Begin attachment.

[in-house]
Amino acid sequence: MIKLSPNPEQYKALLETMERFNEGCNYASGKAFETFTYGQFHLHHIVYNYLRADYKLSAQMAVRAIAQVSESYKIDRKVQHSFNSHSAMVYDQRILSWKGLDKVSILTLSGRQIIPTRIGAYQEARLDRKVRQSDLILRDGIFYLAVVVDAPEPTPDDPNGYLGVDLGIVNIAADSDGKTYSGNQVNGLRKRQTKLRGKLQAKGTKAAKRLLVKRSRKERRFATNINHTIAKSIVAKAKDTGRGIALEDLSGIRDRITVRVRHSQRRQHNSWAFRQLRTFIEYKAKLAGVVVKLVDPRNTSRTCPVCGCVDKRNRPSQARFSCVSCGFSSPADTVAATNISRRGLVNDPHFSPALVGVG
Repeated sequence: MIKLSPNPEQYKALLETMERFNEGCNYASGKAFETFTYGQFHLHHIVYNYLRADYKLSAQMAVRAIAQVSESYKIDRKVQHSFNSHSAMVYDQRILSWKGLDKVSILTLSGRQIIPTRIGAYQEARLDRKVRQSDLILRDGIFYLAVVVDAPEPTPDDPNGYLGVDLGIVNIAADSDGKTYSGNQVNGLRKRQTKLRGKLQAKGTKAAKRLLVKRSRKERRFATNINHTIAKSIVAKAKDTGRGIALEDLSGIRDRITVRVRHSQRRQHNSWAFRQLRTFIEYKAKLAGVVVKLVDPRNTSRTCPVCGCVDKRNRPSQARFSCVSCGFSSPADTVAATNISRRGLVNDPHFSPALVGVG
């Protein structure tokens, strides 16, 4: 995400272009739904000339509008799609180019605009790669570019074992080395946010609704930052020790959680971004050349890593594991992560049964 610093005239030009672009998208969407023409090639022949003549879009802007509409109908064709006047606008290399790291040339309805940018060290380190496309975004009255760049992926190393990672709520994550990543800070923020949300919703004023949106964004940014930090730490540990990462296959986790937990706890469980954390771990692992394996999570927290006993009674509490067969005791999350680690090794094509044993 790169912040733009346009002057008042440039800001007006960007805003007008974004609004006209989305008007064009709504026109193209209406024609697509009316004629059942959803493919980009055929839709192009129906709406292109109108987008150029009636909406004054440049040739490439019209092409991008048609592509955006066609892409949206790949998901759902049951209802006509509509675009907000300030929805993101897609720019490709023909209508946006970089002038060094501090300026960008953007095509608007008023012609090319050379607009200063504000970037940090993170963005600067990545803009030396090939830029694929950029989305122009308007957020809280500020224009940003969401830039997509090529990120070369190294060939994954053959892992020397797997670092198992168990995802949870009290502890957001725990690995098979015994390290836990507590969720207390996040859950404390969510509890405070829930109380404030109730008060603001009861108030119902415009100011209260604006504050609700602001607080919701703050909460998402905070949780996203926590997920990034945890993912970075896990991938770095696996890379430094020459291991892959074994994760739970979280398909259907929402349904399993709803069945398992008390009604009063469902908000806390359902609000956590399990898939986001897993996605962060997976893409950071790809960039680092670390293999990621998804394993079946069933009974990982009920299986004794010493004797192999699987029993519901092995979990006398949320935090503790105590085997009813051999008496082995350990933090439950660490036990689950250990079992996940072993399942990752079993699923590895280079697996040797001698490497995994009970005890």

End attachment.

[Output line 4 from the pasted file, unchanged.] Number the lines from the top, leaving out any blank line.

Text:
């Protein structure tokens, strides 16, 4: 995400272009739904000339509008799609180019605009790669570019074992080395946010609704930052020790959680971004050349890593594991992560049964 610093005239030009672009998208969407023409090639022949003549879009802007509409109908064709006047606008290399790291040339309805940018060290380190496309975004009255760049992926190393990672709520994550990543800070923020949300919703004023949106964004940014930090730490540990990462296959986790937990706890469980954390771990692992394996999570927290006993009674509490067969005791999350680690090794094509044993 790169912040733009346009002057008042440039800001007006960007805003007008974004609004006209989305008007064009709504026109193209209406024609697509009316004629059942959803493919980009055929839709192009129906709406292109109108987008150029009636909406004054440049040739490439019209092409991008048609592509955006066609892409949206790949998901759902049951209802006509509509675009907000300030929805993101897609720019490709023909209508946006970089002038060094501090300026960008953007095509608007008023012609090319050379607009200063504000970037940090993170963005600067990545803009030396090939830029694929950029989305122009308007957020809280500020224009940003969401830039997509090529990120070369190294060939994954053959892992020397797997670092198992168990995802949870009290502890957001725990690995098979015994390290836990507590969720207390996040859950404390969510509890405070829930109380404030109730008060603001009861108030119902415009100011209260604006504050609700602001607080919701703050909460998402905070949780996203926590997920990034945890993912970075896990991938770095696996890379430094020459291991892959074994994760739970979280398909259907929402349904399993709803069945398992008390009604009063469902908000806390359902609000956590399990898939986001897993996605962060997976893409950071790809960039680092670390293999990621998804394993079946069933009974990982009920299986004794010493004797192999699987029993519901092995979990006398949320935090503790105590085997009813051999008496082995350990933090439950660490036990689950250990079992996940072993399942990752079993699923590895280079697996040797001698490497995994009970005890």